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News

People with mental illness and learning disabilities given ‘do not resuscitate’ orders during pandemic – The Telegraph

Patients with mental illness and learning disabilities were given “do not resuscitate” orders during the pandemic, The Telegraph can disclose.

Families, carers and doctors have said that medics decided that patients with these conditions should not be resuscitated if their heart stopped – a decision which in one case appears to have led to the patient’s death.

https://www.telegraph.co.uk/news/2021/06/09/patients-mental-illness-learning-disabilities-given-do-not-resuscitate/

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Opinion

Why relaxing freedoms on June 21 will not come close to overwhelming the NHS – The Telegraph

Do we risk swamping the NHS with Covid-19 cases if the government proceeds with Step 4 on time on June 21st?   In the Spring of 2020, there were about 22,000 Covid cases per week admitted to hospital, at the peak.

In January 2021 there were about 29,500 at that peak.  

Neither of those occasions produced any British equivalent of the distressing scenes we recently saw in India where hospitals ran out of resources and turned sick people away, with relatives forced to watch their loved-ones die, untreated, in hospital car parks.

The NHS was not swamped, in that sense, on those occasions. And we should not understate how important it was that it was not.

Source: The Telegraph, 5 June 2021

https://www.telegraph.co.uk/news/2021/06/05/relaxing-freedoms-june-21-will-not-come-close-overwhelming-nhs/

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Opinion

There is no reason why new variants should prevent us from reopening – Professor Robert Dingwall, The Telegraph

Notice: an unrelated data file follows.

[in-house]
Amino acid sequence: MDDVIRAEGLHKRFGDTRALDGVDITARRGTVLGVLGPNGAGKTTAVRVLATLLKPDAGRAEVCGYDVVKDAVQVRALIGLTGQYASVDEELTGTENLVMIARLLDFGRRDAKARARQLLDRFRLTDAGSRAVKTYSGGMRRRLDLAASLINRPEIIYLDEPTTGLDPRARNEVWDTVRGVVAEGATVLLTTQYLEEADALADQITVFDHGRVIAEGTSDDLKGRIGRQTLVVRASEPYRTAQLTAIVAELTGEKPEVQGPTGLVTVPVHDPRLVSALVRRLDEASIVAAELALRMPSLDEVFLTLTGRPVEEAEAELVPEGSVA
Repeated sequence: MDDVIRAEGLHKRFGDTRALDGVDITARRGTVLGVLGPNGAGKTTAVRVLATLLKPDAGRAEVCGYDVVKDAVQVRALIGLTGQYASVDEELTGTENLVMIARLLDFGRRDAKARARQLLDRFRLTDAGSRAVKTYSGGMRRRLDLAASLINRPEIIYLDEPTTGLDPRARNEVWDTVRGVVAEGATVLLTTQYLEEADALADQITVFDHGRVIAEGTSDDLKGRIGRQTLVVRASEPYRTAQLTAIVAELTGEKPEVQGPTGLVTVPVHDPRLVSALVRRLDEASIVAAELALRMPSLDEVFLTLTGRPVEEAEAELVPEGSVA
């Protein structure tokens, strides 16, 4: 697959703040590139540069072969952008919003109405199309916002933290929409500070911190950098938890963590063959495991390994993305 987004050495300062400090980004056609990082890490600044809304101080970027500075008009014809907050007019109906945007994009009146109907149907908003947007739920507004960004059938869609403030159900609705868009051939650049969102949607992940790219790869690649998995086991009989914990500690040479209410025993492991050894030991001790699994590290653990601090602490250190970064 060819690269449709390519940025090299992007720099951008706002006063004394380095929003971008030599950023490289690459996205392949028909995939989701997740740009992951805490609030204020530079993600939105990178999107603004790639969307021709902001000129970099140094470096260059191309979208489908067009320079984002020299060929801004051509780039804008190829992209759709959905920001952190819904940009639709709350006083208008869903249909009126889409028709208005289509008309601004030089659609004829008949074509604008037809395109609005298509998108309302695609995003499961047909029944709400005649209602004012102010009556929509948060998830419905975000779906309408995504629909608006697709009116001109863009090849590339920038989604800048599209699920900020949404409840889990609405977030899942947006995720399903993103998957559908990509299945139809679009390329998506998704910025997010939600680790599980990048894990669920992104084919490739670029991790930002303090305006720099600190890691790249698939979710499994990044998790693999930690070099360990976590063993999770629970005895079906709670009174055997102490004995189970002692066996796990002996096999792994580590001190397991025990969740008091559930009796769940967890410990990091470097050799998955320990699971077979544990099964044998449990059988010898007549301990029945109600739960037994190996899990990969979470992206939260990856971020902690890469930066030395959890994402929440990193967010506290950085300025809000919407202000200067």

SARS-Cov-2 is a more stable virus than influenza. Trillions of replications have thrown up a handful of variants of concern, clustering around a small set of mutations. These variants are worth monitoring but the vaccines effectively prevent them causing serious illness. There is a theoretical risk of a more dangerous variant but it does not seem more likely than a shift in the influenza virus. If it were to occur, we could now manage it with short-term measures and rapid vaccine modification.

…Vaccination protects the vaccinated. It helps protect others but it means that we take no greater risk in the autumn of 2020 than in the autumn of 2019. Interventions should be proportionate to that – which means that most cannot be justified.

Some are worth retaining, like improved hygiene in public places or greater readiness to stay at home with respiratory symptoms. It is probably a good idea to invest further in the search for effective antiviral therapies. Promoting better population health through diet and exercise is always a good thing. But it is time for a bonfire of face masks and the despatch of lateral flow tests to landfill.

https://www.telegraph.co.uk/news/2021/05/29/no-reason-new-variants-should-prevent-us-reopening/

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News

Death rate in England is lowest since records began – The Telegraph

Just 851.2 people per 100,000 died last month – the lowest figure since the ONS started recording mortality rates in 2001. At the height of the first wave of the Covid pandemic last April, death rates were 1,859 per 100,000.

The latest figures show that 38,899 people died in April – 6.1 per cent fewer than the five-year average.

Just 2.4 per cent of all deaths mentioned Covid on the death certificate, a 77.6 per cent decrease from March and the largest month-on-month decline since the pandemic began.

The new data provide more evidence that the NHS is in little danger of being overwhelmed in the near future, with deaths from most causes lower than normal. Covid is now the ninth most common cause of death in England and Wales, behind conditions including heart disease, dementia, several cancers and influenza.

https://www.telegraph.co.uk/news/2021/05/20/death-rate-england-lowest-since-records-began/